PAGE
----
Episode 86 – 27th May 2011


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Science Careers (2:03) by James O’Malley & Liz Lutgendorff (ft Science Minister David Willets MP!)
Web Wars (16:38) by James Firth
Religion In The Surgery (25:30) by Luke Edwards
Religion In The Surgery II (32:16) by Salim Fadhley (ft Naomi Phillips)
Dead Bodies (40:17) by Simon Howard
The Daily Mail (47:12) by Will Parbury
Lady Gaga (54:52) by Martyn Norris
L’espirit de l’escalier (62:11) by Alex Gilbert

Follow-Up Links:

10 thoughts on “Episode 86 – 27th May 2011

  1. I worry that Luke may have interpreted Jame’s typically tongue-in-cheek anchoring as editorial undermining of his report. I for one am glad to have a new talented contributor, and I would be surpised if both James and Salim aren’t equally glad.

    My opinion is that it is an issue of power imbalance rather than religious freedom. A medical consultation is not a social event, and faith should not be introduced except at the request of the patient. An example scenario:

    Patient is under some psychological stress due to issues connected with faith. Together, the patient and the doctor explore options, and conclude that finding out more about a religion or religions would be a helpful thing to do. Doctor asks if the patient would like to be referred to a course about Christianity, patient agrees, Doctor mentions 2 or 3 possibilities including Alpha.

    This has nothing to do with the doctor’s freedom of religion, it is about appropriate counselling and referral technique.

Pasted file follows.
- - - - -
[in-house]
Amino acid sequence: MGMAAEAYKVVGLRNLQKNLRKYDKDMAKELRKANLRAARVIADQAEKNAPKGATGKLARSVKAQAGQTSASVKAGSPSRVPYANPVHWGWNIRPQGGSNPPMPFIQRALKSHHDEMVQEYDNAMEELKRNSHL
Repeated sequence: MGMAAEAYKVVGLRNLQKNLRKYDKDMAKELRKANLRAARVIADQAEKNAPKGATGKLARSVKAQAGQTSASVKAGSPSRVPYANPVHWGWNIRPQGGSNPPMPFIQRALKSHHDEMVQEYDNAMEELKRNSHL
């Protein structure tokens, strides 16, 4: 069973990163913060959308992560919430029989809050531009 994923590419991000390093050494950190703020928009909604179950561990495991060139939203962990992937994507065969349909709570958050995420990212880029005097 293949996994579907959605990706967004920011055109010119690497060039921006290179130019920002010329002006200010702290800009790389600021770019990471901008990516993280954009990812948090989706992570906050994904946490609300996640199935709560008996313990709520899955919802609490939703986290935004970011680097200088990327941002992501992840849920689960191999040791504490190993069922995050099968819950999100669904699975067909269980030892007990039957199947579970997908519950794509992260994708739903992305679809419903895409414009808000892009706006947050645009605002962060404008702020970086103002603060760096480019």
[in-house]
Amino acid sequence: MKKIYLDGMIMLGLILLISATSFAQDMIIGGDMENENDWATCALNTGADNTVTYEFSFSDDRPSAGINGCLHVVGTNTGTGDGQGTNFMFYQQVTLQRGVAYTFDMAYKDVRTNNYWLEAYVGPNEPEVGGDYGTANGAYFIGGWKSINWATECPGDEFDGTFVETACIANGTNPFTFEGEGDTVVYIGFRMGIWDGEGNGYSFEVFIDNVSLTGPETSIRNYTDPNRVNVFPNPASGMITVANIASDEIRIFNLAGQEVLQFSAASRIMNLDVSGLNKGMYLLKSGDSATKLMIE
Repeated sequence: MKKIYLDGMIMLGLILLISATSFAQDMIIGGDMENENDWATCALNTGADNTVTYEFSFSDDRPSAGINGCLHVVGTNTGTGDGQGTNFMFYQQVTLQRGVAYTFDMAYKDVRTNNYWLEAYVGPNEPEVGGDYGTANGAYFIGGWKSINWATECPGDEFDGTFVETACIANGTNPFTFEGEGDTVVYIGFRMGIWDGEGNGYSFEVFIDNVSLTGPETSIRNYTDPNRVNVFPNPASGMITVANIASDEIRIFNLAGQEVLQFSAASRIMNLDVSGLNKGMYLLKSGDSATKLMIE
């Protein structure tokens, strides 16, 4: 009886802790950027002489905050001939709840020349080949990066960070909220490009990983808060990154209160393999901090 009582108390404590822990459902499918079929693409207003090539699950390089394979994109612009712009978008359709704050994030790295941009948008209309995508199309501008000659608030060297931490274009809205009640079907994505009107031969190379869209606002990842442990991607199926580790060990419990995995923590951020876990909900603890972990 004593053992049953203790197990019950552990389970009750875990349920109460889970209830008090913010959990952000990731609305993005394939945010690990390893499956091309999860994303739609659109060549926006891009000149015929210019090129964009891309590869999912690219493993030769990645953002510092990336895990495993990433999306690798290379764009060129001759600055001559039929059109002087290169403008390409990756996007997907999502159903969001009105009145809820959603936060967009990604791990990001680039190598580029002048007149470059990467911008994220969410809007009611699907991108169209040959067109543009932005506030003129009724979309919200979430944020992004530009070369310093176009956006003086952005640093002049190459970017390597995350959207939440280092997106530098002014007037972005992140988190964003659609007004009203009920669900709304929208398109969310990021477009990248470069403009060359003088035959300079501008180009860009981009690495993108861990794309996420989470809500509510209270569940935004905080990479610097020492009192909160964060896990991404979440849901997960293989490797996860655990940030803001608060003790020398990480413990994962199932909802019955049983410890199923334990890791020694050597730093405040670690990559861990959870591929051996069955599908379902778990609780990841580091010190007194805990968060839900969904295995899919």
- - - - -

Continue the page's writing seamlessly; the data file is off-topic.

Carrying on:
Of course you don’t throw the book at GPs with a genuine concern for their patients making honest mistakes. It isn’t the GMC trying to send a message in this case, though. The doctor is making media appearances defending what he himself claims to be a pattern of this sort of behaviour.

  2. Oh no – my comments were not intended as an attack on Luke’s report. I was just saying stupid things like I always do. I’m looking forward to Luke’s next contribution.

    As ever the podcast is essentially predicated on “we all agree on a baseline set of values, now lets have a debate in that context” – which is why I like it when we host conflicting reports.

  3. You need not worry, Drew and James. I apologise if I may have given the impression that I was offended. Far from it – I’ve actually got quite a thick skin when it comes to stuff like this, so the fact that my report conflicted slightly with Salim’s really is absolutely fine by me. I’m not one to shy away from sticking my neck out and voicing opinions others might not share.

    On my blog, I just wanted to re-contextualise what the crux of my message was, as I felt it may have been a rather woolly or meandering point I was trying to make and I didn’t want Pod Delusion listeners thinking that I am anti-secularism, or pro-evangelism, or anything which I am most certainly not. I was just trying to cover all sides of the particular debate and worried that some comments outside of my report may have given the impression that I was totally antithetical to Salim. In my view, there is a lot of what he and Naomi argued which I do agree with. It’s all a matter of semantics, I guess.